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Reactions to the Eric Hosmer signing

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He can buy a lot of fish tacos now.

Colorado Rockies v Kansas City Royals Photo by Jamie Squire/Getty Images

The Eric Hosmer sweepstakes has ended, with the Padres inking him to a front-loaded eight-year contract worth $144 million that includes an opt-out after five years. How did the baseball world react?

According to Rustin Dodd, the Royals made a very competitive offer.

In the final stages of the offseason, the Royals were believed to have been willing to offer a deal in the neighborhood of $140 million. The length of the proposed contract — in addition to the final numbers — were unknown on Sunday morning.

Yet at least two factors in the Padres’ contract offer may have swung the pendulum in their favor. First, San Diego offered an opt-out after five seasons, allowing Hosmer to potentially become a free agent again at age 33. In addition, they heavily front-loaded the deal, guaranteeing Hosmer a reported $105 million in those first five seasons.

One of Hosmer’s close friends, Deven Marrero, talked a bit about how Hosmer handled free agency.

“There was nothing in him that was worrying him or anything like that. He knew he was going to get what he was going to get. I’m sure he’s happy making a decision, that’s why he waited so long. He’s not the type of person. He’s not the type who freaks out, who panics and stuff like that. He was cool as a cucumber. He handled it perfectly. He got bullied there a little bit at the beginning, but that didn’t faze him. He knew his worth and got what he deserved.”

Sam Mellinger writes that we should be praising Hosmer for what he meant to this city.

Hosmer had something like the perfect Royals career. We can nitpick. Goodness, sports fans can always nitpick. He hit too many grounders and not enough homers. His defensive range doesn’t match his athleticism, and for Royals fans of a certain age his career may bring to mind Bret Saberhagen — excellent in odd-numbered years, not as much in even.

The hardest thing to do in modern times is to step back, to see the forest and not just the trees. That’s particularly true in sports, and especially so at this instant — as an athlete who came to mean so much to Kansas City turns down an enormous contract here to sign somewhere else ... and there’s a compelling case that the Royals will be better for it.

There’s plenty of time for that debate, but having it now feels a little soulless, a little like turning sports into classwork instead of recess when the whole point of the Royals’ last decade has been a core led most consistently by Hosmer turning baseball here into the greatest sports story and funnest ride we’ve had in decades.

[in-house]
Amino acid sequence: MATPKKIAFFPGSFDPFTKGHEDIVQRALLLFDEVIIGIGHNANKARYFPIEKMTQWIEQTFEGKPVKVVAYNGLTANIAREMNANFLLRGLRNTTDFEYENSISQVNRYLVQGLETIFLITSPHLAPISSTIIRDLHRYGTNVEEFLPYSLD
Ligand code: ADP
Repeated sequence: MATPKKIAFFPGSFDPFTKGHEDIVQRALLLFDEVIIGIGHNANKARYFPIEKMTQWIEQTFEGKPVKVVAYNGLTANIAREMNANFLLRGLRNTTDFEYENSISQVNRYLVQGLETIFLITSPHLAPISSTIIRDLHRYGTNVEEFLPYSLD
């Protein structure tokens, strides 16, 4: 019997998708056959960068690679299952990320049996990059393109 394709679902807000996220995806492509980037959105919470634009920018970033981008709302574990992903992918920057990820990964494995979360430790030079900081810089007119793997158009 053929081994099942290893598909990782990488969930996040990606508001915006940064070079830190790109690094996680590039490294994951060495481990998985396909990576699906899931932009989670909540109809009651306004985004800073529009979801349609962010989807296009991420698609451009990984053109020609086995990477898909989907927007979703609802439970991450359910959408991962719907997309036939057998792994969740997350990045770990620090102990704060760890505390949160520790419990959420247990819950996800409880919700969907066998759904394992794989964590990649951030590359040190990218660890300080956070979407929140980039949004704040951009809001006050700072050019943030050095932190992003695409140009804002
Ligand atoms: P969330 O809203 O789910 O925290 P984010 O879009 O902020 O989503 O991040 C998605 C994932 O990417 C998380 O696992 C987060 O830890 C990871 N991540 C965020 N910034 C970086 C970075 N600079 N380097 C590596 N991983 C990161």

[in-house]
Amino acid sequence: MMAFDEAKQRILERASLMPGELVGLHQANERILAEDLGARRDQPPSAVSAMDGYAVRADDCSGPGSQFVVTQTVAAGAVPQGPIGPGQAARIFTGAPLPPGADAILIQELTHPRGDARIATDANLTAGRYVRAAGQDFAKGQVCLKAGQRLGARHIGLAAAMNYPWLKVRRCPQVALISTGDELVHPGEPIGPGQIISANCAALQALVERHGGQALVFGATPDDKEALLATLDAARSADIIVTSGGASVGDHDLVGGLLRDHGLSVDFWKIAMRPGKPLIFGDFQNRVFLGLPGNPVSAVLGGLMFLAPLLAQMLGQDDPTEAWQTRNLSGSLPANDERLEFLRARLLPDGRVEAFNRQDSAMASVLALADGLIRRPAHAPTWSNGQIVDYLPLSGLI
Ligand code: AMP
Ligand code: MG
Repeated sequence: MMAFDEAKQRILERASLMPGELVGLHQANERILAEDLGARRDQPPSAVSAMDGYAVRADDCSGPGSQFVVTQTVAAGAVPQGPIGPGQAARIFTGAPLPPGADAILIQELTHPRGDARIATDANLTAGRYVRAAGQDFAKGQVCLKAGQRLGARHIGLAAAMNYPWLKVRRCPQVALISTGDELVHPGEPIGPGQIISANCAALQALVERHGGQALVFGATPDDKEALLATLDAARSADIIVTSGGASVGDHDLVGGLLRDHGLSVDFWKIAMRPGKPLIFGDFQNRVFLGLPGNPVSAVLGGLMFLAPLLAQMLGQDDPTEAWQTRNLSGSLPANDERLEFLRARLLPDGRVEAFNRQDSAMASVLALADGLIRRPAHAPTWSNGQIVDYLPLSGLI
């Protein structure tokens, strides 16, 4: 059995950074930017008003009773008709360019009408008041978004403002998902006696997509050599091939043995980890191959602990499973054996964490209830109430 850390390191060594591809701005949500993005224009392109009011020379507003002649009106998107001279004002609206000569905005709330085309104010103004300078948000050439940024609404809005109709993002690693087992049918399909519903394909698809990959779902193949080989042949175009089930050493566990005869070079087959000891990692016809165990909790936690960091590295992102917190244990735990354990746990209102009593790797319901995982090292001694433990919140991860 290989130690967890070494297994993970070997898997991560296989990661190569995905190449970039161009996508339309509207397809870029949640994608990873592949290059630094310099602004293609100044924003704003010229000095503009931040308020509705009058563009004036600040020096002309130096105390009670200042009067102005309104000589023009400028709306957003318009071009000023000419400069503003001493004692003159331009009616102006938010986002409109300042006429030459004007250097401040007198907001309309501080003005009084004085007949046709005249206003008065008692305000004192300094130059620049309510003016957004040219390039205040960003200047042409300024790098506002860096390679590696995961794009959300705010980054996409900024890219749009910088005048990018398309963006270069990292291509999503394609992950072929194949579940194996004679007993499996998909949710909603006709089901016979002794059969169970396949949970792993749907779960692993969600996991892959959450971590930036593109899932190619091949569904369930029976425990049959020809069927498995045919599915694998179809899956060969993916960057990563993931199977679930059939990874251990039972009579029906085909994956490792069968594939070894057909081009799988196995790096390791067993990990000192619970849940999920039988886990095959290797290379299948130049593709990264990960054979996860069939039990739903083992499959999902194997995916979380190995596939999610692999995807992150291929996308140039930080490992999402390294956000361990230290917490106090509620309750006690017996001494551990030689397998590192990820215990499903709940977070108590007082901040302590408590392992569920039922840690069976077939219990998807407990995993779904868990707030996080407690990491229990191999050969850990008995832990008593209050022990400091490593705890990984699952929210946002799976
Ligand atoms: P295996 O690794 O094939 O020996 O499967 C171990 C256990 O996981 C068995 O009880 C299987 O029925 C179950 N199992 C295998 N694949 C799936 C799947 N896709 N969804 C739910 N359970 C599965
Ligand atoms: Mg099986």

Bradford Doolittle at ESPN thinks the deal just may work for the Padres.

Are intangibles worth at least $105 million, or possibly $144 million? Of course not. But there are plenty of reasons to believe -- call it hope -- that this deal will work out for the Padres, as the likes of Luis Urias and Fernando Tatis Jr. and Cal Quantrill and MacKenzie Gore make their way to Petco Park over the next few years. They will join a clubhouse in which Hosmer sets the tone, and as a former champion, he’ll command the respect that such veterans always do in big league clubhouses. Maybe you don’t value that; the Royals clearly did, and the Padres clearly do.

Jeff Sullivan at Fangraphs doesn’t get this deal for the Padres, unless they think they’re pretty close to contending.

We should get back to the nature of this match. It was strange that Hosmer wound up having to pick between the Padres and the Royals to begin with. Neither team is competitive, and good free agents tend to sign with better teams. And given the choice, it would’ve been easy to see Hosmer sticking with what he knows. He’s always been with Kansas City. He’s won with Kansas City. The people there love him. He could be a franchise icon, the rare one-team player. I don’t know Eric Hosmer, so I don’t know why he picked the Padres, but maybe he just wanted a change. He’s already been a leader through one rebuild; maybe he simply thinks the Padres are closer to emerging from theirs. The Royals might be down for a while yet. Hosmer might see the Padres on the rise.

Keith Law at ESPN (INSIDER) thinks the Padres overpaid.

Travis Sawchick thinks Scott Boras landed his deal by appealing to ownership rather than the front office.

Maybe this is nothing too out of the ordinary. Owners, of course, are ultimately the decision-makers. On the other hand, maybe Boras — the vast majority of his free-agent clients unsigned — now feels compelled to make an appeal directly to ownership, calling an end-around against the San Diego front office. After all, we know Dave Cameron is leading the analytics charge in San Diego, and he designated Hosmer as his No. 1 free-agent landmine of the winter. Very few analytically minded people would sign off on a seven-year deal for Hosmer.

David Pinto at Baseball Musings thinks this signing puts an end to collusion rumors.

It also pretty much blows the collusion argument out of the water. I doubt the Padres would have paid this much if there wasn’t competition for the player, or if they didn’t think he was a key piece to winning.

Ned Yost said that Hosmer hadn’t made any contact with him.

Hosmer’s former teammates were happy for him.

Where do the Royals go from here?

Hosmer by the numbers:

Fans and media reflected on the Hosmer era and wished him well.

Best of luck, Hos.